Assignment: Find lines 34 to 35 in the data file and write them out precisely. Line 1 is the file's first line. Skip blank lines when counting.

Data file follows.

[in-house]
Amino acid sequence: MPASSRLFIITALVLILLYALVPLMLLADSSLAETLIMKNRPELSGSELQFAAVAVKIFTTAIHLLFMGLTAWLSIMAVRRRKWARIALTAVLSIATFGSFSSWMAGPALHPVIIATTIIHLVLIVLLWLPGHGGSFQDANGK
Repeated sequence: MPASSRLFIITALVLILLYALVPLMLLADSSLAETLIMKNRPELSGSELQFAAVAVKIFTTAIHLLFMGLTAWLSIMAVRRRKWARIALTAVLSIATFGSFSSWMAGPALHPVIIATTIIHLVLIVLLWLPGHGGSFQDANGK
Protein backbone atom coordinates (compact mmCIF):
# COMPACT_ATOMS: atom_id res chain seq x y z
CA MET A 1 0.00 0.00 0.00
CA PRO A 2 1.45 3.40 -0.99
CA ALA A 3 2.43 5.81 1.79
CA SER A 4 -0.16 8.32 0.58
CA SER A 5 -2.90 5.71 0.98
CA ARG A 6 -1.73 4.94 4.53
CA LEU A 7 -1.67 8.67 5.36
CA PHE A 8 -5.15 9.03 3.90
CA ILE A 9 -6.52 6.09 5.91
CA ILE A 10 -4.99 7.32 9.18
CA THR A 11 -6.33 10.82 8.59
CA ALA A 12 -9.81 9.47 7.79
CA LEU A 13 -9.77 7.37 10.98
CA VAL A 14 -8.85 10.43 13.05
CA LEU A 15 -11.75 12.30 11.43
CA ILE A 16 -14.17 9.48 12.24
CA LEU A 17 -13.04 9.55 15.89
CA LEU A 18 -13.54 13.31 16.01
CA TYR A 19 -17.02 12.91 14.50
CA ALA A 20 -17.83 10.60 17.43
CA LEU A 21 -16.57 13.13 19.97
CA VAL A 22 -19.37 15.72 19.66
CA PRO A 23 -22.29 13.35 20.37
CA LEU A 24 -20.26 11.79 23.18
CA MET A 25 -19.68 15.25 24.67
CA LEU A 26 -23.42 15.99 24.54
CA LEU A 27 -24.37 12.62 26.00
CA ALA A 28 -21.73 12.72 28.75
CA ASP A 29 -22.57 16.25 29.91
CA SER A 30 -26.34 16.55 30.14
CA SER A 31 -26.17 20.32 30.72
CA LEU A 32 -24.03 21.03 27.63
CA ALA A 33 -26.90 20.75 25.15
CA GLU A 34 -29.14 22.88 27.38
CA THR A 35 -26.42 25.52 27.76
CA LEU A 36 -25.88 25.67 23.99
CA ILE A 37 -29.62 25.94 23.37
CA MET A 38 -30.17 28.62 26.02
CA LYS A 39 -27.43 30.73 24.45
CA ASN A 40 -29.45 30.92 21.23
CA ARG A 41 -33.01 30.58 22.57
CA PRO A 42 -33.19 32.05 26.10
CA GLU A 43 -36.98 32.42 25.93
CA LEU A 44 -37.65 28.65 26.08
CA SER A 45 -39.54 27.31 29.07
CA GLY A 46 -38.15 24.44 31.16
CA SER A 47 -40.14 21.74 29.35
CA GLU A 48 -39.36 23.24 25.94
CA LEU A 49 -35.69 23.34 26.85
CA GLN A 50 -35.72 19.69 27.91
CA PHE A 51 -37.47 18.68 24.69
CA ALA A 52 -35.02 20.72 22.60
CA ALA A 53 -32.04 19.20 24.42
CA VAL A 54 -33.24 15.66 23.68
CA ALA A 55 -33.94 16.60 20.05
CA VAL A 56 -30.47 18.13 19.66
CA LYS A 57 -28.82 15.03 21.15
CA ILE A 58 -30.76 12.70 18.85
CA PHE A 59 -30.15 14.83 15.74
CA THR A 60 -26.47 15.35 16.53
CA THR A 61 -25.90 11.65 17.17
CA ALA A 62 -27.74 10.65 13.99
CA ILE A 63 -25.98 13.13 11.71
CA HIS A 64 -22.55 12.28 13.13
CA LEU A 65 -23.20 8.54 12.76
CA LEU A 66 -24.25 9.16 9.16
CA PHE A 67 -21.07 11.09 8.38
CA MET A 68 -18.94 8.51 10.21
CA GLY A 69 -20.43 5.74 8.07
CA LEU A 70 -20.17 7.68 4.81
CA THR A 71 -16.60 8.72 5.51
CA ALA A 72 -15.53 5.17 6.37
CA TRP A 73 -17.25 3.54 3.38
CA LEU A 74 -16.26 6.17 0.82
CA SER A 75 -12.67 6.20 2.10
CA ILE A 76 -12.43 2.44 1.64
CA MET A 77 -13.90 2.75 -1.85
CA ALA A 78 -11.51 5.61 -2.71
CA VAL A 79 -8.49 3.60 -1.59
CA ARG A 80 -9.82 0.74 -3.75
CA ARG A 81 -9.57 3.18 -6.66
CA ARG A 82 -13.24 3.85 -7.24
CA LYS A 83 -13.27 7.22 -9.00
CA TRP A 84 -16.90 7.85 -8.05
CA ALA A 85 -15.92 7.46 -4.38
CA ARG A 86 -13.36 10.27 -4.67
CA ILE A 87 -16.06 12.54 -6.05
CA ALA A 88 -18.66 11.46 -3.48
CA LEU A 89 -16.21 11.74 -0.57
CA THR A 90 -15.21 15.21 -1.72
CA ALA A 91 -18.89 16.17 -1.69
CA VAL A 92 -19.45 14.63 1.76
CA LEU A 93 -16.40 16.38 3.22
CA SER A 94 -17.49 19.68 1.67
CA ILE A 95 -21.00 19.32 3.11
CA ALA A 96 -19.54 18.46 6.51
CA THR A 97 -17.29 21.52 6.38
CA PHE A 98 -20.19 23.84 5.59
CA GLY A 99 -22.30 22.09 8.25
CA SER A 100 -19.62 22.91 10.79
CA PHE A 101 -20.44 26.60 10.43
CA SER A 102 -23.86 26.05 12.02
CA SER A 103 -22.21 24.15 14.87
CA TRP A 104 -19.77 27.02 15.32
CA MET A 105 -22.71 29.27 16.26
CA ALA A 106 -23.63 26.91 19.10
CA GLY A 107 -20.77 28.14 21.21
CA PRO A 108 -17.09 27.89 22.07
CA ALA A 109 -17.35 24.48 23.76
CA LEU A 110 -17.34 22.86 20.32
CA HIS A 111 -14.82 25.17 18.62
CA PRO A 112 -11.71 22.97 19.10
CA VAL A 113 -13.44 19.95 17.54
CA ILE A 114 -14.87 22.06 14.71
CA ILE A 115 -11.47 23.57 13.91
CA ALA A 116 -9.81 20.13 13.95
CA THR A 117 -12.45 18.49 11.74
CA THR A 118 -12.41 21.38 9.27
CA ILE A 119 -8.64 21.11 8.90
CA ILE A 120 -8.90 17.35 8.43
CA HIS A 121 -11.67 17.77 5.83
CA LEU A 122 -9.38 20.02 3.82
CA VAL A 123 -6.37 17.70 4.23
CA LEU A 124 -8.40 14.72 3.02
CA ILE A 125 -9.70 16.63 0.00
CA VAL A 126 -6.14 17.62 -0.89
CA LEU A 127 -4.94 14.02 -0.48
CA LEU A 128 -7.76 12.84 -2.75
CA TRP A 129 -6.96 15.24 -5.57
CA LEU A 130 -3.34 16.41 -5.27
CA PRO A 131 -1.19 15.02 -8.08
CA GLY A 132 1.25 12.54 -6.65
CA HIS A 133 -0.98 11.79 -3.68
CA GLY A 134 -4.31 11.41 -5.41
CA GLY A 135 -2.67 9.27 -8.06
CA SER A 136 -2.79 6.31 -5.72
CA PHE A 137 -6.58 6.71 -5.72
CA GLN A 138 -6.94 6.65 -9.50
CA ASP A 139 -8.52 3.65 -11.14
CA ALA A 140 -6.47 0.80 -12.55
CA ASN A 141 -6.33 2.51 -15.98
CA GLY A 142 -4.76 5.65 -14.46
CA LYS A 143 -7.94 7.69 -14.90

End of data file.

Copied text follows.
CA ASP A 29 -22.57 16.25 29.91
CA SER A 30 -26.34 16.55 30.14